In the Fall of 2000, Denver’s Lisa and Jack Nash genetically engineered a baby in an effort to save their dying little girl. Pastors and pundits said it was the first step down a stem-cell-paved road to Hell. Five years later, the Nashes give us an exclusive look at Heaven.
Down the Drain
On a January morning, seven months before her August due date, Lisa stood in her shower, under the warm water, gently rubbing her belly and smiling at the thought of having two healthy children. The agony was instantaneous. Pain seared through her abdomen, and blood suddenly rushed down her legs. The shower drain was awash in crimson red. Lisa crawled from the shower and collapsed onto the bathroom floor. She dialed Schoolcraft's office and was told to come in immediately. When Dr. Buck in Chicago heard what had happened, he said only one word: "Fuck."
In the examining room Lisa could not bear to look at the ultrasound monitor. She knew what was happening. She knew the baby was gone—and so was Molly's last chance. Two children. And then there were none. Schoolcraft informed the Nashes that the placenta had torn away from the uterine wall, leaving a hole that was bigger than the baby. Schoolcraft found a faint heartbeat. He sent Lisa home and prescribed a strict dose of bed rest. She was allowed one shower a week and three daily trips to the bathroom. Back home on bed rest, Lisa lay with Molly curled beside her.
Molly's blood count was grim. Her 5-year-old body was gray, lethargic, and feeble. When every other little girl in her ballet class was learning new dance steps, Molly struggled to walk. She was blood-transfusion- dependent. She endured frequent needle sticks so nurses could keep tabs on her falling blood counts. The steroids that once boosted her marrow were useless now. Doctors tested her bone marrow every six months for preleukemic cells. The agonizing test, which punches through the pelvic bone to extract the thick, red liquid, was sometimes preformed without anesthesia. Those were especially bad days. But even on good days, Molly had had enough of needle sticks, IVs, and hospitals. Each appointment was an exhausting battle—Molly's will against the nurses'. She would put up a good fight, crossing her arms firmly over her chest and fixing steely eyes on those who dared to come close. She threatened to bite. Inevitably, Molly would lose the standoff and dissolve into a hysterical tantrum. In May 2000, 20 out of 20 bone marrow cells tested showed signs of preleukemia—Molly's bone marrow had all but shut down.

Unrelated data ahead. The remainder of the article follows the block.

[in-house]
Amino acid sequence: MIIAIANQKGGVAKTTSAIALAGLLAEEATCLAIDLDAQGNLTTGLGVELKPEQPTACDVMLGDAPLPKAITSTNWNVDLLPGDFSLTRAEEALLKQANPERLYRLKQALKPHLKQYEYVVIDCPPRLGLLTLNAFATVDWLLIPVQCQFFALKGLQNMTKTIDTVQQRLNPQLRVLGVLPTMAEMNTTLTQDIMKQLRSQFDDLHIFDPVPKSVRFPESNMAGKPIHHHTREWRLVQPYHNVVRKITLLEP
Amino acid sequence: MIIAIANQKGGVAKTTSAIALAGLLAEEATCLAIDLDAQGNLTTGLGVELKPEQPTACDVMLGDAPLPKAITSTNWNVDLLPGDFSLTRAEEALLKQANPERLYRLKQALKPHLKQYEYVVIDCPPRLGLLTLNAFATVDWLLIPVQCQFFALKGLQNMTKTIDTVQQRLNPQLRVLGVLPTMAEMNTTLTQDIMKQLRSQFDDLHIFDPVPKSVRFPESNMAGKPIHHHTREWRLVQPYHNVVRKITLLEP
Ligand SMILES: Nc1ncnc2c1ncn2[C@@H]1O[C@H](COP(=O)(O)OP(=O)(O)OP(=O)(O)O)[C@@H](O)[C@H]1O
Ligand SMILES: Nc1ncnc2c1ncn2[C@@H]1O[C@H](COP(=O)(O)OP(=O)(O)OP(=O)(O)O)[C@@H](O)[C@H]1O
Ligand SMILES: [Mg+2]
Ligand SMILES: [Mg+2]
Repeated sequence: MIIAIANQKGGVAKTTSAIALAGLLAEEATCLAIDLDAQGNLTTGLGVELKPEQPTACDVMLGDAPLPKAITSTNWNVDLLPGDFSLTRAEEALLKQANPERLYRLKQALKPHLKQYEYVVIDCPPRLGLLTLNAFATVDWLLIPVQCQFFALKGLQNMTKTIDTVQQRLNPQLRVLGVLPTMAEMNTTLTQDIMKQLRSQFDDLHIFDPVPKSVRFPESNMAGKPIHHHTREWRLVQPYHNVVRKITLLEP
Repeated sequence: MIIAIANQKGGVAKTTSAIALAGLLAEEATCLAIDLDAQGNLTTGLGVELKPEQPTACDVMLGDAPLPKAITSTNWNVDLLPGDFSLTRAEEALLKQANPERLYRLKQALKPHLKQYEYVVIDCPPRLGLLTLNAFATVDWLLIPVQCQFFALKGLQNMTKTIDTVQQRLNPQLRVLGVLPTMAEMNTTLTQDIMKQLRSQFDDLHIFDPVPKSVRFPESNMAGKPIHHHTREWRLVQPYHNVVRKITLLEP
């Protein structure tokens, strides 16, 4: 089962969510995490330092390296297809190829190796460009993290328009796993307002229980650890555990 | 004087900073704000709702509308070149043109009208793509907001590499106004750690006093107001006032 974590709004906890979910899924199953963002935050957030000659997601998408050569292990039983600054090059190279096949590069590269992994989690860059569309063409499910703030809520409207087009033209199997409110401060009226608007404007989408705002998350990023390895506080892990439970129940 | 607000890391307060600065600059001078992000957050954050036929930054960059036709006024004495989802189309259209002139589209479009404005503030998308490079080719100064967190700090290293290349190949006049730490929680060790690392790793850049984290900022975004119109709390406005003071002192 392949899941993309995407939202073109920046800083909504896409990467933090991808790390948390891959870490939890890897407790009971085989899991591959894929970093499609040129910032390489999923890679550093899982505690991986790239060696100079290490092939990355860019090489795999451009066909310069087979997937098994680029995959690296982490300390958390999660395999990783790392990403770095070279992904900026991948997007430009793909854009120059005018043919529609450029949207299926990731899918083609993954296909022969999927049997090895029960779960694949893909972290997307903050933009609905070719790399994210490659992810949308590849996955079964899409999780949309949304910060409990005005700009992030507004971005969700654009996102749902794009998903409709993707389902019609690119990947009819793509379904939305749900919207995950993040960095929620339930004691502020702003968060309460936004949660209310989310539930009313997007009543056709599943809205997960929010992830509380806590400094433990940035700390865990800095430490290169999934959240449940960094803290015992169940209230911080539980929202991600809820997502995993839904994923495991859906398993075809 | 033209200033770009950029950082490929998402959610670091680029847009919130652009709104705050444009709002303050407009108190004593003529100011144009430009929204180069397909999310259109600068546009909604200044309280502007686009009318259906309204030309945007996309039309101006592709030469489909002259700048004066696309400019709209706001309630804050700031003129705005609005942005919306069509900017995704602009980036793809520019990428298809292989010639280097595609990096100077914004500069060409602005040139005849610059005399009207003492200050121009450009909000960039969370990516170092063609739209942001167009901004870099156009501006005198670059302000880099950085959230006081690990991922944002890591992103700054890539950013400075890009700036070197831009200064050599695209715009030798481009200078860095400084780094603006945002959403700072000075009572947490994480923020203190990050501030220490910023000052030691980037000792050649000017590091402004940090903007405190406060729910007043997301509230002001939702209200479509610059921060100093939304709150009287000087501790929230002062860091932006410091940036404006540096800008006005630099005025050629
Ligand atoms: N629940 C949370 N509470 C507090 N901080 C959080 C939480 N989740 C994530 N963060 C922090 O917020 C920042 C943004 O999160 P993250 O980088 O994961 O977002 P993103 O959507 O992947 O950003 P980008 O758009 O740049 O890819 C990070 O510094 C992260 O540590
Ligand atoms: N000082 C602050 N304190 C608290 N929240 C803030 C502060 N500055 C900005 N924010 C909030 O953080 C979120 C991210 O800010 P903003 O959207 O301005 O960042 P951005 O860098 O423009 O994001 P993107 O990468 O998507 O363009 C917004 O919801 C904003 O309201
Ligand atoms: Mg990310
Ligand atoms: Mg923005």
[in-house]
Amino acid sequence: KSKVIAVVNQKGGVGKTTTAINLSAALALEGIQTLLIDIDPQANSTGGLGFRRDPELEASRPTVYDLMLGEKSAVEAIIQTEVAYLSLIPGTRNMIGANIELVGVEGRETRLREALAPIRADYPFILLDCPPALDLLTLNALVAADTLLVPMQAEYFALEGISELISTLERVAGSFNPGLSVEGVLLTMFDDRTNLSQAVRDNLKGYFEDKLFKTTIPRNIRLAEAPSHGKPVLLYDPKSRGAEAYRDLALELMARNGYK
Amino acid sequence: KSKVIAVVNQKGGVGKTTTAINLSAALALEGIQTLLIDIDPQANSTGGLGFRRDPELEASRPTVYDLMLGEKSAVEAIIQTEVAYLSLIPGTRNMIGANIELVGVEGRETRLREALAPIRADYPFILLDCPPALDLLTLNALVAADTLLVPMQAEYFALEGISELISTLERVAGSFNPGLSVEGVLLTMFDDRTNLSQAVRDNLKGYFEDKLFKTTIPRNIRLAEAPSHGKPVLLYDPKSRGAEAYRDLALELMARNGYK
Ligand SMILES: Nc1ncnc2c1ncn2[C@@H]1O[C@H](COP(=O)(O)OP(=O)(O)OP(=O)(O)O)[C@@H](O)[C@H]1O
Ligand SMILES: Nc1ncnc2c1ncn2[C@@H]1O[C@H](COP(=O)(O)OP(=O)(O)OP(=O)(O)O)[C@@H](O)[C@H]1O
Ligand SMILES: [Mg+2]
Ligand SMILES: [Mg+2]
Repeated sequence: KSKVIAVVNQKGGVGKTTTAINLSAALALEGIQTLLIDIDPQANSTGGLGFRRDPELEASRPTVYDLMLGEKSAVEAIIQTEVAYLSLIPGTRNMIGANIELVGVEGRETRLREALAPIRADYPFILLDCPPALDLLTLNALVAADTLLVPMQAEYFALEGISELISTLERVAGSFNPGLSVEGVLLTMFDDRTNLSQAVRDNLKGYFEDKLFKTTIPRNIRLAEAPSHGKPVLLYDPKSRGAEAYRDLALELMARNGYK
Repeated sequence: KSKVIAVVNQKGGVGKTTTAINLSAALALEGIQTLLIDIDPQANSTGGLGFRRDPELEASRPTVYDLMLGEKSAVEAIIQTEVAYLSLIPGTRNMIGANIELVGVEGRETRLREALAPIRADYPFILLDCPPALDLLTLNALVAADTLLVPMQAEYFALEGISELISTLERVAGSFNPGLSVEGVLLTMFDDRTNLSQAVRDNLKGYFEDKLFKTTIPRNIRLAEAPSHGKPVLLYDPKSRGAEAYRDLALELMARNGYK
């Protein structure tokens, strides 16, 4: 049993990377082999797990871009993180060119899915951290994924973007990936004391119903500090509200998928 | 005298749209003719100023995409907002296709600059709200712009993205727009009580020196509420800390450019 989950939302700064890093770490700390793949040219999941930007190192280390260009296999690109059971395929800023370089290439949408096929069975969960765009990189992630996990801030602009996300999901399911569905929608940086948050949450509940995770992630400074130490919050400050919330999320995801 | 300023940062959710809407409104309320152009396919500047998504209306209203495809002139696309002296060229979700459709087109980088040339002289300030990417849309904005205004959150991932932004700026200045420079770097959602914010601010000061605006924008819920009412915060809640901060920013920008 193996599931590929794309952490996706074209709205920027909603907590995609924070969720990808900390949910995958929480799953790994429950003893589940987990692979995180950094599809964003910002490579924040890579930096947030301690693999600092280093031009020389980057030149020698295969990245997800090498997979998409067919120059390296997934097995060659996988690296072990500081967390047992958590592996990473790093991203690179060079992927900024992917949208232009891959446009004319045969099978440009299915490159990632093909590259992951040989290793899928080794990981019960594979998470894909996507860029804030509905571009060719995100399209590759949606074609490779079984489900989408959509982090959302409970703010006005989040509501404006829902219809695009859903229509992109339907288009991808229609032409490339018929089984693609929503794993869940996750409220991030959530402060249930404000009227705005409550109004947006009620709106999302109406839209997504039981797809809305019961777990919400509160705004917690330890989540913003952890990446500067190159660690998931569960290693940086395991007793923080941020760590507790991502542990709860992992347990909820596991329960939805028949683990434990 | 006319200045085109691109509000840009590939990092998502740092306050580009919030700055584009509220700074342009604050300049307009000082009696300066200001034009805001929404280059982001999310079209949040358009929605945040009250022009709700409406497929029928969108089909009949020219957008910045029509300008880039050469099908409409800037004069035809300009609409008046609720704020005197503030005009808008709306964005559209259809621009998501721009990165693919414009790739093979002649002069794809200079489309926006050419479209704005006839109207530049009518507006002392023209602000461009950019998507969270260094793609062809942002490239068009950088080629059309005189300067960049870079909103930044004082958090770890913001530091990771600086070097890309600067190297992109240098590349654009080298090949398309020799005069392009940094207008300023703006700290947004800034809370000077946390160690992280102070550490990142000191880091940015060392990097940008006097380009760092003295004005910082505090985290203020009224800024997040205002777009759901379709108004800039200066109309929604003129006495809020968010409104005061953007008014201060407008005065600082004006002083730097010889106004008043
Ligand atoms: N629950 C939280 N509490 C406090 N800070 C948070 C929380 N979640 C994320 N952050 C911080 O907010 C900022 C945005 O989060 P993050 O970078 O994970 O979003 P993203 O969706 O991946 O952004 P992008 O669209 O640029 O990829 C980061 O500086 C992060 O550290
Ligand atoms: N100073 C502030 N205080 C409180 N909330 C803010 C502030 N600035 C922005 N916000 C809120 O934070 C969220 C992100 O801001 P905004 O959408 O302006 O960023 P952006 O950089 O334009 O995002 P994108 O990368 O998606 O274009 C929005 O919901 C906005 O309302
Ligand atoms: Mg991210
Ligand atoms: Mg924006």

Jack and Lisa couldn't just sit around and wait. They had to live all they could with Molly. In May, they took a family trip to Disney World. Molly had always wanted to go. They were reserving the trip for after the transplant, a celebratory time, but now who knew if there would be a tomorrow, let alone a transplant. Jack rented an electric scooter for Lisa. There they were: the dying child, her bedridden, pregnant mother, and the father walking a step behind and trying to keep it together. Lisa and Jack did their best not to let Molly see their tears. They snapped picture after picture.
One month later, in June, the Nashes flew to Minnesota to retest Molly's marrow. There was a glimmer of good news: The preleukemic cells had not progressed, meaning Molly would likely make it through Lisa's delivery and until the transplant without developing leukemia. But 6-year-old Molly's platelets were virtually nonexistent. When Molly's skin was punctured her blood dribbled out purple.